and public education programmes; and, inevitably tied in with this, the increasing likelihood that an unhappy child will be medicated rather than talked to.

The tendency to medicalize difficult or challenging behavior can be demonstrated by looking up the diagnostic criteria for any of these disorders in the Diagnostic and Statistical Manual (DSM). Oppositional Defiance Disorder, for example, can be diagnosed if a child meets a number of generalized criteria listed in DSM IV TR including ‘often loses
temper’, ‘often angry’ and ‘often actively defies or refuses to comply with adults’ requests or rules.’ Conduct Disorder can be diagnosed if a child meets any three of fifteen criteria which either inflict harm on others or — more worryingly — break accepted social norms. The criteria range from violent and aggressively sexual behavior to truanting and running away from home.

The danger lies in the possibility that children exhibiting natural (though perhaps not desirable) reactions to high levels of stress will be labeled as ill, and treated for their symptoms rather than the situations that create them. Professor Rose of the Brain and Behaviour Research Group has commented that “in the past their unruly behaviour might have been ascribed to trauma, poor parenting, poverty, impoverished schools or unsympathetic teachers… now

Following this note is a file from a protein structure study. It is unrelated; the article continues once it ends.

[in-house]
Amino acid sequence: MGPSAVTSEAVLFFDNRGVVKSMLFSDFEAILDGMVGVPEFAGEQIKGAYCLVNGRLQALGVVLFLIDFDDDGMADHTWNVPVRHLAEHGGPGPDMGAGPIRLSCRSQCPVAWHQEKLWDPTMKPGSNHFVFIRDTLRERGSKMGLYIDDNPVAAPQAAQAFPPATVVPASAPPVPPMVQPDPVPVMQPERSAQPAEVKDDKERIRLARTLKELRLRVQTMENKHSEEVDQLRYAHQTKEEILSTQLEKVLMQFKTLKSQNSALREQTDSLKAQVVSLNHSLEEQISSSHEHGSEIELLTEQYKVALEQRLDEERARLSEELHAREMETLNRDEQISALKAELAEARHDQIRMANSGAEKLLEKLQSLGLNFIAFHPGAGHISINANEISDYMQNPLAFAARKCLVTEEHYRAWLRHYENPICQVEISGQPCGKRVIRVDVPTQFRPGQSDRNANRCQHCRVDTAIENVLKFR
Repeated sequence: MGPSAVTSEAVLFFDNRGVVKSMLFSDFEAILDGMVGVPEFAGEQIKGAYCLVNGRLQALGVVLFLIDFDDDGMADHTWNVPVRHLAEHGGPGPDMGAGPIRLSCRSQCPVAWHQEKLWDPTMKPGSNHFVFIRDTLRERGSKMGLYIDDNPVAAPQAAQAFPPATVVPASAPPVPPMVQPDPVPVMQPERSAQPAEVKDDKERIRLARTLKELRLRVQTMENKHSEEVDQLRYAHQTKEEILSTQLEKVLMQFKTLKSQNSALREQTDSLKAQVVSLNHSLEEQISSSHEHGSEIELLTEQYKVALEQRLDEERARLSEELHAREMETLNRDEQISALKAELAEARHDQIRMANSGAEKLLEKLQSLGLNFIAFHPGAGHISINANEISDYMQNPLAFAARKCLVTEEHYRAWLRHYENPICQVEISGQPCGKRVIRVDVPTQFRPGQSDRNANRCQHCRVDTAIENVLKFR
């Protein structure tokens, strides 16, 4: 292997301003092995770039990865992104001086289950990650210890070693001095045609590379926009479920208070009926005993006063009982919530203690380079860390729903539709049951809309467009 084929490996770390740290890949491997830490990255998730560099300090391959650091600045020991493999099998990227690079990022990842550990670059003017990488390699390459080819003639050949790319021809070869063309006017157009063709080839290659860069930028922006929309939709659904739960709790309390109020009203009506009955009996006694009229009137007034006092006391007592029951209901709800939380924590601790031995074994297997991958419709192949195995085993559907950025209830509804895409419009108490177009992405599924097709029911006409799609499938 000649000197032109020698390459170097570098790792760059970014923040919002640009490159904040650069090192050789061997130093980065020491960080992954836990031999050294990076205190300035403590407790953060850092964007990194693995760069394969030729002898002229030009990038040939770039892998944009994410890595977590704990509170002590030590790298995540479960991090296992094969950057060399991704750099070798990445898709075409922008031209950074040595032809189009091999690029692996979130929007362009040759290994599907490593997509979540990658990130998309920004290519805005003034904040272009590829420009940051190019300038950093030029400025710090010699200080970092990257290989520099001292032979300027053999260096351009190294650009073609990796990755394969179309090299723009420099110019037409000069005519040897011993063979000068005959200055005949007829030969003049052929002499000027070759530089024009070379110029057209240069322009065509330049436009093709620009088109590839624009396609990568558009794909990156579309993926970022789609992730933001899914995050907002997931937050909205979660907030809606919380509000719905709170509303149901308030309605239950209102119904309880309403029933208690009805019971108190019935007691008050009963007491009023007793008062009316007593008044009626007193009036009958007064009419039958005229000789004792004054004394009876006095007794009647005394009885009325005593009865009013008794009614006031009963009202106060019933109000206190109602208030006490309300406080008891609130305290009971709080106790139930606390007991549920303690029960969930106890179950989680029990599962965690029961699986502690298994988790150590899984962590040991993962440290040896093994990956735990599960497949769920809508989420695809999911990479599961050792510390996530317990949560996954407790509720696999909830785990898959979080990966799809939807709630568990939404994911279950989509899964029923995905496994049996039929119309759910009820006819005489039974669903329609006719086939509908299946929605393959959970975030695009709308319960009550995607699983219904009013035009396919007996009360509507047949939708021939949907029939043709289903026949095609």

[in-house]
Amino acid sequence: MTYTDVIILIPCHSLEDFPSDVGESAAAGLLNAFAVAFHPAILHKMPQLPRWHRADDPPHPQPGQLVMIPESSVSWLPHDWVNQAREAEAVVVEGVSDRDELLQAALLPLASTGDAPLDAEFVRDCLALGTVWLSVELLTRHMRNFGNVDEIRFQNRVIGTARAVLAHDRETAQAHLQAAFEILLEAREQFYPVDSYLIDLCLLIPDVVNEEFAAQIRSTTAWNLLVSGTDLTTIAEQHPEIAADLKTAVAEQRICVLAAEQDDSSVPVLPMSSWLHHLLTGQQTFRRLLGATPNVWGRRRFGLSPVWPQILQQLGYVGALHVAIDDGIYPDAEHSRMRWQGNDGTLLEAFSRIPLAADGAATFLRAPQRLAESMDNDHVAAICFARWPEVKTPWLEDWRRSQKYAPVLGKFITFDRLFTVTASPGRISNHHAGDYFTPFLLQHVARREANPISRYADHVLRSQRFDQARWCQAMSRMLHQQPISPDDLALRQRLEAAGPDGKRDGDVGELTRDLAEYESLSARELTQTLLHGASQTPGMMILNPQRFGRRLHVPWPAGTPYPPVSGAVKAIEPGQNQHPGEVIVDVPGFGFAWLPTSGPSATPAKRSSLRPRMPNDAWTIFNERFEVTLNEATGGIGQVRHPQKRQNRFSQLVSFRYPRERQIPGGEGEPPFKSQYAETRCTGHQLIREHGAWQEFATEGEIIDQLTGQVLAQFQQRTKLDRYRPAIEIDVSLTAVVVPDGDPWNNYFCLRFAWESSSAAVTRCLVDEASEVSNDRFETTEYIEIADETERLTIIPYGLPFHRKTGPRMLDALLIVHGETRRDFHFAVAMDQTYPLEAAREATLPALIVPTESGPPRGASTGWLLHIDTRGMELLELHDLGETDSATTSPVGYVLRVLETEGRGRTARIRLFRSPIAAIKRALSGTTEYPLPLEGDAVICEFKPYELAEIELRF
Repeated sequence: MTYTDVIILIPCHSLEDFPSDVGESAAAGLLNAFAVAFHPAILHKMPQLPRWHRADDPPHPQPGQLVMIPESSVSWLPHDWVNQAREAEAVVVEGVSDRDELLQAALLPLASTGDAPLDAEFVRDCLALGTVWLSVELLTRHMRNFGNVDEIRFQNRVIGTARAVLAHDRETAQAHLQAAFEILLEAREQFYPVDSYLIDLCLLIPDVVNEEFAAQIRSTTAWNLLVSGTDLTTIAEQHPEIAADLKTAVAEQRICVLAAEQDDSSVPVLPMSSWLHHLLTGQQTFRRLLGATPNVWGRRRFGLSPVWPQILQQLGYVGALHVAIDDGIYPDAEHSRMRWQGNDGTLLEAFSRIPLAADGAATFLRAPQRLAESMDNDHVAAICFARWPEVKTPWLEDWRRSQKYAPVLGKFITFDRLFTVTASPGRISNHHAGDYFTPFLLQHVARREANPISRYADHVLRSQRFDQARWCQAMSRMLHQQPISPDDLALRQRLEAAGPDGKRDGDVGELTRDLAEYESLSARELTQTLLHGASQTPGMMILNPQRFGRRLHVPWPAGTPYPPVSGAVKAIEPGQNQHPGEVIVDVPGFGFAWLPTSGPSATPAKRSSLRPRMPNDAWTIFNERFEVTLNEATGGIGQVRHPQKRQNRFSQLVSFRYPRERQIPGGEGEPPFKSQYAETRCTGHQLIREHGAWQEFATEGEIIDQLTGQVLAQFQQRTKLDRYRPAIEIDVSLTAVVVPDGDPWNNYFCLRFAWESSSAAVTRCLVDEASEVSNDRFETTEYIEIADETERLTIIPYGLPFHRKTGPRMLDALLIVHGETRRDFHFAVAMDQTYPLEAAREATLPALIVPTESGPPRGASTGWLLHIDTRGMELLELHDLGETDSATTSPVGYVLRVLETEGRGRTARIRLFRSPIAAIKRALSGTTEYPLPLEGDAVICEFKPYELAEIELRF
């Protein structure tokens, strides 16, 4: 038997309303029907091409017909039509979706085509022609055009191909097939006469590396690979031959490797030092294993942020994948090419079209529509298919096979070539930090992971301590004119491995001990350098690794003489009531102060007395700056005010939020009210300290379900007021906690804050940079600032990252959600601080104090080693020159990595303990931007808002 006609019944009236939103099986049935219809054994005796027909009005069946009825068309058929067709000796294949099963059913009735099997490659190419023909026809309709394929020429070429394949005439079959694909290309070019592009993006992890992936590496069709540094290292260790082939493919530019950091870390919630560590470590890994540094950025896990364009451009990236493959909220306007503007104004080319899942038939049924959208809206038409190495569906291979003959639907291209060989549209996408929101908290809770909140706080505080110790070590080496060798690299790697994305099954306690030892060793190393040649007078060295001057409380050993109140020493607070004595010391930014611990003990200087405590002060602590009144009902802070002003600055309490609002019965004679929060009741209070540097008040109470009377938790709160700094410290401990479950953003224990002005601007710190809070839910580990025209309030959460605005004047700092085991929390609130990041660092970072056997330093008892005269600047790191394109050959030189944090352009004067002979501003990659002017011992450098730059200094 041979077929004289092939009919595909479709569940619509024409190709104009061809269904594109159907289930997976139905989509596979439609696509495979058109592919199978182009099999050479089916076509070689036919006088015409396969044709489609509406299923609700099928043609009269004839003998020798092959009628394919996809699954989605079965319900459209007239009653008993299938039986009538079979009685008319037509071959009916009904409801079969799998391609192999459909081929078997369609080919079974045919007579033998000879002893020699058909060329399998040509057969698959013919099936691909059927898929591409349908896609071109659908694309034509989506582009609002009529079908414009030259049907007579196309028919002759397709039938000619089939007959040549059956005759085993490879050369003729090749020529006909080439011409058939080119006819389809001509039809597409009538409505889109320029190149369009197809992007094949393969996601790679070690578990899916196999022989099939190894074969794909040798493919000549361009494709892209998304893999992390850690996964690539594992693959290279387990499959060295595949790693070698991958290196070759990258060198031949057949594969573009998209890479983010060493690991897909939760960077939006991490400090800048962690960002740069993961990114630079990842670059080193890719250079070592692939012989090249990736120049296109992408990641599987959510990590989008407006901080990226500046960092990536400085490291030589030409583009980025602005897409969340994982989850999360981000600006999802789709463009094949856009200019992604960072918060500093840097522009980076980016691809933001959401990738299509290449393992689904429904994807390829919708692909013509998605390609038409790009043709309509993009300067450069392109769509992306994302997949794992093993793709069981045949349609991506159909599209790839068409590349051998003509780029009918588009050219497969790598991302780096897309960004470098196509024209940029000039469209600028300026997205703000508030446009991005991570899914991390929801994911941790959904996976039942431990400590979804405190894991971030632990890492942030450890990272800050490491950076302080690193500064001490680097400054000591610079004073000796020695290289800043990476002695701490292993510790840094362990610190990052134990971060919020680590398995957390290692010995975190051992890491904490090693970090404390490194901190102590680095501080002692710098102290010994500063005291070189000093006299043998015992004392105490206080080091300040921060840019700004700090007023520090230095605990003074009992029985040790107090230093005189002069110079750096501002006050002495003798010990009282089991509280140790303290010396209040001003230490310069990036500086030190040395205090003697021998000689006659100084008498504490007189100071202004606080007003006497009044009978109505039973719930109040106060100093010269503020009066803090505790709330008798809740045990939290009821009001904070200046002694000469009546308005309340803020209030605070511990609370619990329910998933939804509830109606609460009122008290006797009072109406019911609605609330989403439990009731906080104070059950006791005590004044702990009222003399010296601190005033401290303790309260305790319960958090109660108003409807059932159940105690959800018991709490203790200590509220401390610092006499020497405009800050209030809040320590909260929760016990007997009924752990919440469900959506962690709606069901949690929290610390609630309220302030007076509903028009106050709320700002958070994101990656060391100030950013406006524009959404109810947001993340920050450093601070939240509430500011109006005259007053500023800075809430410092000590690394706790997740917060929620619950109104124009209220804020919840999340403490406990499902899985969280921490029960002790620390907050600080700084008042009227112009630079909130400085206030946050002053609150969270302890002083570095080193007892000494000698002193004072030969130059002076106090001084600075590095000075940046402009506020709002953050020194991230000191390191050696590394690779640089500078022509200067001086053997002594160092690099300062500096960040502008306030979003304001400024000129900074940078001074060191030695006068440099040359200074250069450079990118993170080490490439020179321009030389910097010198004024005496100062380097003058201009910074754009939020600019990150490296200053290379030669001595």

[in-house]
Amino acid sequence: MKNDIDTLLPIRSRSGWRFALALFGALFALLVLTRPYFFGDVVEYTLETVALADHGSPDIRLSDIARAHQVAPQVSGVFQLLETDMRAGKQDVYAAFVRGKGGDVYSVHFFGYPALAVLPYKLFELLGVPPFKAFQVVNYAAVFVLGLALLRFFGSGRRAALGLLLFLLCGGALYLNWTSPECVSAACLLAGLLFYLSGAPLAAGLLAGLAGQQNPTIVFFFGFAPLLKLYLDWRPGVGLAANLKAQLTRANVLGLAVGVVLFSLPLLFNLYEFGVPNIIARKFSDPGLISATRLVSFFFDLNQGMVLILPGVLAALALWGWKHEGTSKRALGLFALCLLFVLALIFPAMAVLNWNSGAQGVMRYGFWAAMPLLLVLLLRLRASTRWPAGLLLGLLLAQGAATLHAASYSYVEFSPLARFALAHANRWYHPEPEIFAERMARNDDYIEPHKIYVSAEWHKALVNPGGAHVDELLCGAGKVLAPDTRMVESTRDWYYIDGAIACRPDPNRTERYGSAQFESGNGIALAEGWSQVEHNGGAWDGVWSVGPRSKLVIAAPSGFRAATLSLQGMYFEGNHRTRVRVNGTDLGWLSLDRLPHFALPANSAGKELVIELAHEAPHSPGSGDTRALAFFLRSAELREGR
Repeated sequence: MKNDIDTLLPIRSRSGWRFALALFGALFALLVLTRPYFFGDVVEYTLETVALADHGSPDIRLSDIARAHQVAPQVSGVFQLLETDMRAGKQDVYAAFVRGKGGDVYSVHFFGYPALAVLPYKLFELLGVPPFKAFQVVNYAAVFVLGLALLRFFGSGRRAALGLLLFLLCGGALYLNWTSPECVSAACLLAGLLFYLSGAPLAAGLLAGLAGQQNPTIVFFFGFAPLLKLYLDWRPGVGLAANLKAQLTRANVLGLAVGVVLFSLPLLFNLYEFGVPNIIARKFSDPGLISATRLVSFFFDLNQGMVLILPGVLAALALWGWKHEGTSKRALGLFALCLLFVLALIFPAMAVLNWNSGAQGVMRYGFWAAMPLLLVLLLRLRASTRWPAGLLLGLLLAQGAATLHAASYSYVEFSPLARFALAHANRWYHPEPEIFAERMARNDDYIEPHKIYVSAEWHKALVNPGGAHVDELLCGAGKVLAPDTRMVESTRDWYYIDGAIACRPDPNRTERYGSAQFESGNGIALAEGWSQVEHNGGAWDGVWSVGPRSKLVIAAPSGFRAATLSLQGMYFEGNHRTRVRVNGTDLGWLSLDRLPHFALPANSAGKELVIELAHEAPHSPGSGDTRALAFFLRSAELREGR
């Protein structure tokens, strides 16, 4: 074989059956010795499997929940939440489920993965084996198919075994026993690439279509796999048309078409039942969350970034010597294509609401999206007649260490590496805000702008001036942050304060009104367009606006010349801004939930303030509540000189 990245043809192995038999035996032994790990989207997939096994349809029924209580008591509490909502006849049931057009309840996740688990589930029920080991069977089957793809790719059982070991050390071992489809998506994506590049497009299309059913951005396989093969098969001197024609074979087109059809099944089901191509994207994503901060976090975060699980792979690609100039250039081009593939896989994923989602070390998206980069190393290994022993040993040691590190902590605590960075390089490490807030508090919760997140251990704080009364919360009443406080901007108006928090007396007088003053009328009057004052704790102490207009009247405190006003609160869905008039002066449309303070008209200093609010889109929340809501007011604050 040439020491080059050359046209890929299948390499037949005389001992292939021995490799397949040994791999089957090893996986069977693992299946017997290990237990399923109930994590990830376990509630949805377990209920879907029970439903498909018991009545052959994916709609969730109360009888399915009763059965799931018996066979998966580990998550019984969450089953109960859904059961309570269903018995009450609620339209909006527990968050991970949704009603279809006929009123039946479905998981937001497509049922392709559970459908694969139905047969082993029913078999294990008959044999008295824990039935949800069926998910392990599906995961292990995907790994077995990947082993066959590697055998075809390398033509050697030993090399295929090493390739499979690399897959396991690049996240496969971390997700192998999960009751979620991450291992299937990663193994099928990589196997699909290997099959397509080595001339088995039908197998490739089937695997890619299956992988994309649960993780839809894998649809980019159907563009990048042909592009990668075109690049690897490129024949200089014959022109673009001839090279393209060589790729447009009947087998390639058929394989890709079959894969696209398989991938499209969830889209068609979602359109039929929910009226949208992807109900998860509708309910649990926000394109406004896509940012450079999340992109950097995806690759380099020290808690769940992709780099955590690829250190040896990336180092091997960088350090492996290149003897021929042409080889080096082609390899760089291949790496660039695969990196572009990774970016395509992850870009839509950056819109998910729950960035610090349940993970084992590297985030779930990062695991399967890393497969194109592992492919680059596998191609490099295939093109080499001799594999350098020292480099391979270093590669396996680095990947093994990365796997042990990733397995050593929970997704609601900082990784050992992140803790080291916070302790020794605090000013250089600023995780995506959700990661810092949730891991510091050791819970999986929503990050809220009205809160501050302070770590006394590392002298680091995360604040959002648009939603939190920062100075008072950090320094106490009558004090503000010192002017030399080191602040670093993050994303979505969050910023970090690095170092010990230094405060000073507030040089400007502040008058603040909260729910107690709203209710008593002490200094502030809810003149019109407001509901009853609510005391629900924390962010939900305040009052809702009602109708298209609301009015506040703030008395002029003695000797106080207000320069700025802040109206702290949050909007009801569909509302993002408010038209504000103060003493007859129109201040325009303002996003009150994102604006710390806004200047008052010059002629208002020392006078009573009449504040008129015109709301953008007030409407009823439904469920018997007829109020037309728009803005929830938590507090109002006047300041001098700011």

we blame the victim instead.”

The flexibility of the margins of these definitions is a further cause for concern. Psychiatry is not an exact science. Indeed, some argue that it is not a science at all. Many behavioural disorders have no specific cognitive, metabolic or neurological markers and there is no medical test that can be carried out in order to diagnose them. In essence the diagnosis is solely down to the opinion of the professional making it. The definition of Attention Deficit Hyperactivity Disorder (ADHD) has been changed four times since its ‘discovery’, each change broadening the scope of potential sufferers so that currently 360,000 — one in twenty — children are thought to be living with the condition in England and Wales alone.